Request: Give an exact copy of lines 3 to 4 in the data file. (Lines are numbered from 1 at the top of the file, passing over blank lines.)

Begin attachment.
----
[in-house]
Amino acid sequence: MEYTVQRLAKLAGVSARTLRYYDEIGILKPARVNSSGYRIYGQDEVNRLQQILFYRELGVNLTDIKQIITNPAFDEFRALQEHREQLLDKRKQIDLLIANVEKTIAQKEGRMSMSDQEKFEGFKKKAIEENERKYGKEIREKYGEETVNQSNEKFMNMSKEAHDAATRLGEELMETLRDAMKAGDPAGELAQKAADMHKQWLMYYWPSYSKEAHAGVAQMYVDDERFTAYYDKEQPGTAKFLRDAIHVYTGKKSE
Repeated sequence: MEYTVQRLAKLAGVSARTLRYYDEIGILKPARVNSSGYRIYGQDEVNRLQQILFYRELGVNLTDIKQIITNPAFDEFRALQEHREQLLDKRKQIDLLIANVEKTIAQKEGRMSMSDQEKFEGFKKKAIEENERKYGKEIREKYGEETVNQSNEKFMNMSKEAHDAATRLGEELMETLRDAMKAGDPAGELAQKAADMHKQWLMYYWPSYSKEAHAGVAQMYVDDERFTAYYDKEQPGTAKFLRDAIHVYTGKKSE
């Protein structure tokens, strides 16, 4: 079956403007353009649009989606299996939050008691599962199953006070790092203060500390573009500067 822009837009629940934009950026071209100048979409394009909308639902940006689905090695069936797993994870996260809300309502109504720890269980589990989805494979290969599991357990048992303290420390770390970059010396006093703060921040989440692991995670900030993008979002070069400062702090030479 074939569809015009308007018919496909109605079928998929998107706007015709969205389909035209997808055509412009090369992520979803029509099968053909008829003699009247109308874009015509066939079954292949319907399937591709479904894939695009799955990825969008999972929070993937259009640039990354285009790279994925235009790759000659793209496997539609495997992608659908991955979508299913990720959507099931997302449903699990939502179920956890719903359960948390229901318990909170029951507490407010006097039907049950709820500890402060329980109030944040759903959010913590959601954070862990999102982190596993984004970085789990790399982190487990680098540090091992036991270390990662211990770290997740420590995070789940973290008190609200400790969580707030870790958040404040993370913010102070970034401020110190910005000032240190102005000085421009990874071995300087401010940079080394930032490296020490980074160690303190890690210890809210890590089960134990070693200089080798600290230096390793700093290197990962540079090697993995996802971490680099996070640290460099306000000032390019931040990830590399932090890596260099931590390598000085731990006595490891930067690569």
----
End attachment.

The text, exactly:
Repeated sequence: MEYTVQRLAKLAGVSARTLRYYDEIGILKPARVNSSGYRIYGQDEVNRLQQILFYRELGVNLTDIKQIITNPAFDEFRALQEHREQLLDKRKQIDLLIANVEKTIAQKEGRMSMSDQEKFEGFKKKAIEENERKYGKEIREKYGEETVNQSNEKFMNMSKEAHDAATRLGEELMETLRDAMKAGDPAGELAQKAADMHKQWLMYYWPSYSKEAHAGVAQMYVDDERFTAYYDKEQPGTAKFLRDAIHVYTGKKSE
């Protein structure tokens, strides 16, 4: 079956403007353009649009989606299996939050008691599962199953006070790092203060500390573009500067 822009837009629940934009950026071209100048979409394009909308639902940006689905090695069936797993994870996260809300309502109504720890269980589990989805494979290969599991357990048992303290420390770390970059010396006093703060921040989440692991995670900030993008979002070069400062702090030479 074939569809015009308007018919496909109605079928998929998107706007015709969205389909035209997808055509412009090369992520979803029509099968053909008829003699009247109308874009015509066939079954292949319907399937591709479904894939695009799955990825969008999972929070993937259009640039990354285009790279994925235009790759000659793209496997539609495997992608659908991955979508299913990720959507099931997302449903699990939502179920956890719903359960948390229901318990909170029951507490407010006097039907049950709820500890402060329980109030944040759903959010913590959601954070862990999102982190596993984004970085789990790399982190487990680098540090091992036991270390990662211990770290997740420590995070789940973290008190609200400790969580707030870790958040404040993370913010102070970034401020110190910005000032240190102005000085421009990874071995300087401010940079080394930032490296020490980074160690303190890690210890809210890590089960134990070693200089080798600290230096390793700093290197990962540079090697993995996802971490680099996070640290460099306000000032390019931040990830590399932090890596260099931590390598000085731990006595490891930067690569």